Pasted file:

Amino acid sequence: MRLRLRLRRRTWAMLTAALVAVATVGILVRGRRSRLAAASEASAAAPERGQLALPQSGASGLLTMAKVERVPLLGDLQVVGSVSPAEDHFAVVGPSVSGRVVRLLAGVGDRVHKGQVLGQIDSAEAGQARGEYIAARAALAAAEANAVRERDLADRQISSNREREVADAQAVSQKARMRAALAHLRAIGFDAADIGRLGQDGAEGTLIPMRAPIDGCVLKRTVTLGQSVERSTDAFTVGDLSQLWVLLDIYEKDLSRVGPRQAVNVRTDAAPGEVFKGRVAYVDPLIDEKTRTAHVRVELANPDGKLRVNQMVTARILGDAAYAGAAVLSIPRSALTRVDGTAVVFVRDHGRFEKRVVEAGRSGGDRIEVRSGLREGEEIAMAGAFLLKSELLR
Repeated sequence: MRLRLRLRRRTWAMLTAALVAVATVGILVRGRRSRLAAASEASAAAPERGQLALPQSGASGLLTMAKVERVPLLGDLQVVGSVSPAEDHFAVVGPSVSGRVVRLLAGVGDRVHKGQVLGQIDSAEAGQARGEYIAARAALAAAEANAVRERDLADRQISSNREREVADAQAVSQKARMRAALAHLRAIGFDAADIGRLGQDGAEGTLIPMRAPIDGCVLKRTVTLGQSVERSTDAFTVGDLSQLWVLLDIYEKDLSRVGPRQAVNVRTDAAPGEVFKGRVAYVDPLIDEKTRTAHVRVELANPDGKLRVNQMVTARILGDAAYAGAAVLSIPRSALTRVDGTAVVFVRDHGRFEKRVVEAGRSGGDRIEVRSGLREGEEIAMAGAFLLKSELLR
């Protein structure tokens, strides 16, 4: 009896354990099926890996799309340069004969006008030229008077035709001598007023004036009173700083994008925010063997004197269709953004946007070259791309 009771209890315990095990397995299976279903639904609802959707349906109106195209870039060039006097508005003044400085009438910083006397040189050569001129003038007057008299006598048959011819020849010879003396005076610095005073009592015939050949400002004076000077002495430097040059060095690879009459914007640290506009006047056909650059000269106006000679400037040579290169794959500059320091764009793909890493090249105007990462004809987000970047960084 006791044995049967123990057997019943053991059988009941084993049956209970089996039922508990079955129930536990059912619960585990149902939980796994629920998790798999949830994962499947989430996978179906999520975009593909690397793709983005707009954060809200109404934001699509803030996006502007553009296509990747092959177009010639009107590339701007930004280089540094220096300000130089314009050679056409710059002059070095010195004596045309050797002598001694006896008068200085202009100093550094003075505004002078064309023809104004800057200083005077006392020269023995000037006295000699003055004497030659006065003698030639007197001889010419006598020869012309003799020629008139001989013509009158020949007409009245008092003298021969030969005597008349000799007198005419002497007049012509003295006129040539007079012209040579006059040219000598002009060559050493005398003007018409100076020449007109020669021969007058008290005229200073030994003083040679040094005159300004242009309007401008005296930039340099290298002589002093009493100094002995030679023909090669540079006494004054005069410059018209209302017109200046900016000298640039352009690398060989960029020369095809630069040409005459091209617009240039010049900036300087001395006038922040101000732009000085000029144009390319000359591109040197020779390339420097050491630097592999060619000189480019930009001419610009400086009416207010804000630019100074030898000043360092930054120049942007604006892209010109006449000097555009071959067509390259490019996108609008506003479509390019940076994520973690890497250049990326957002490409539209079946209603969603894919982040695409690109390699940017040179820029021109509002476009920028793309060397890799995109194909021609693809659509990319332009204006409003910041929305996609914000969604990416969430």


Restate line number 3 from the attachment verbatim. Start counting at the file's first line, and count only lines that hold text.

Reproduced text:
């Protein structure tokens, strides 16, 4: 009896354990099926890996799309340069004969006008030229008077035709001598007023004036009173700083994008925010063997004197269709953004946007070259791309 009771209890315990095990397995299976279903639904609802959707349906109106195209870039060039006097508005003044400085009438910083006397040189050569001129003038007057008299006598048959011819020849010879003396005076610095005073009592015939050949400002004076000077002495430097040059060095690879009459914007640290506009006047056909650059000269106006000679400037040579290169794959500059320091764009793909890493090249105007990462004809987000970047960084 006791044995049967123990057997019943053991059988009941084993049956209970089996039922508990079955129930536990059912619960585990149902939980796994629920998790798999949830994962499947989430996978179906999520975009593909690397793709983005707009954060809200109404934001699509803030996006502007553009296509990747092959177009010639009107590339701007930004280089540094220096300000130089314009050679056409710059002059070095010195004596045309050797002598001694006896008068200085202009100093550094003075505004002078064309023809104004800057200083005077006392020269023995000037006295000699003055004497030659006065003698030639007197001889010419006598020869012309003799020629008139001989013509009158020949007409009245008092003298021969030969005597008349000799007198005419002497007049012509003295006129040539007079012209040579006059040219000598002009060559050493005398003007018409100076020449007109020669021969007058008290005229200073030994003083040679040094005159300004242009309007401008005296930039340099290298002589002093009493100094002995030679023909090669540079006494004054005069410059018209209302017109200046900016000298640039352009690398060989960029020369095809630069040409005459091209617009240039010049900036300087001395006038922040101000732009000085000029144009390319000359591109040197020779390339420097050491630097592999060619000189480019930009001419610009400086009416207010804000630019100074030898000043360092930054120049942007604006892209010109006449000097555009071959067509390259490019996108609008506003479509390019940076994520973690890497250049990326957002490409539209079946209603969603894919982040695409690109390699940017040179820029021109509002476009920028793309060397890799995109194909021609693809659509990319332009204006409003910041929305996609914000969604990416969430």